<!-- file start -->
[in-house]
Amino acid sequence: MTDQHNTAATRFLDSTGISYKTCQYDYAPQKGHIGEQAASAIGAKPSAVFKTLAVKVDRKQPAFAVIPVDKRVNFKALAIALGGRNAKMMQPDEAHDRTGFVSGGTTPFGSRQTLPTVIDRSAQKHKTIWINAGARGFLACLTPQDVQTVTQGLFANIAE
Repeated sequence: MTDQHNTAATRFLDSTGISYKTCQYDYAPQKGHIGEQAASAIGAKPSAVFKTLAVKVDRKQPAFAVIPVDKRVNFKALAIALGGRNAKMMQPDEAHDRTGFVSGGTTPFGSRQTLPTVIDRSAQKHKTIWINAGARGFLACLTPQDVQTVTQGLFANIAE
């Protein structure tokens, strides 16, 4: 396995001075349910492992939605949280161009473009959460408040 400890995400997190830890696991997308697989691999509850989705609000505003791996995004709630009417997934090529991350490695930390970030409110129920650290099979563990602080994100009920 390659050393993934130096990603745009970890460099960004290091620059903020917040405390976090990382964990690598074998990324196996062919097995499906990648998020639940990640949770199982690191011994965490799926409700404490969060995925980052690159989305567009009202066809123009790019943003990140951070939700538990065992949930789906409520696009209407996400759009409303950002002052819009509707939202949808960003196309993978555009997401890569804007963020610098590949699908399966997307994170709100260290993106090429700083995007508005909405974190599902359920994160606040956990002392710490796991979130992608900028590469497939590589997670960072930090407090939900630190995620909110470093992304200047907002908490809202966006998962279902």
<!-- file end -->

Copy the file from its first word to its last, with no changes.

[in-house]
Amino acid sequence: MTDQHNTAATRFLDSTGISYKTCQYDYAPQKGHIGEQAASAIGAKPSAVFKTLAVKVDRKQPAFAVIPVDKRVNFKALAIALGGRNAKMMQPDEAHDRTGFVSGGTTPFGSRQTLPTVIDRSAQKHKTIWINAGARGFLACLTPQDVQTVTQGLFANIAE
Repeated sequence: MTDQHNTAATRFLDSTGISYKTCQYDYAPQKGHIGEQAASAIGAKPSAVFKTLAVKVDRKQPAFAVIPVDKRVNFKALAIALGGRNAKMMQPDEAHDRTGFVSGGTTPFGSRQTLPTVIDRSAQKHKTIWINAGARGFLACLTPQDVQTVTQGLFANIAE
């Protein structure tokens, strides 16, 4: 396995001075349910492992939605949280161009473009959460408040 400890995400997190830890696991997308697989691999509850989705609000505003791996995004709630009417997934090529991350490695930390970030409110129920650290099979563990602080994100009920 390659050393993934130096990603745009970890460099960004290091620059903020917040405390976090990382964990690598074998990324196996062919097995499906990648998020639940990640949770199982690191011994965490799926409700404490969060995925980052690159989305567009009202066809123009790019943003990140951070939700538990065992949930789906409520696009209407996400759009409303950002002052819009509707939202949808960003196309993978555009997401890569804007963020610098590949699908399966997307994170709100260290993106090429700083995007508005909405974190599902359920994160606040956990002392710490796991979130992608900028590469497939590589997670960072930090407090939900630190995620909110470093992304200047907002908490809202966006998962279902």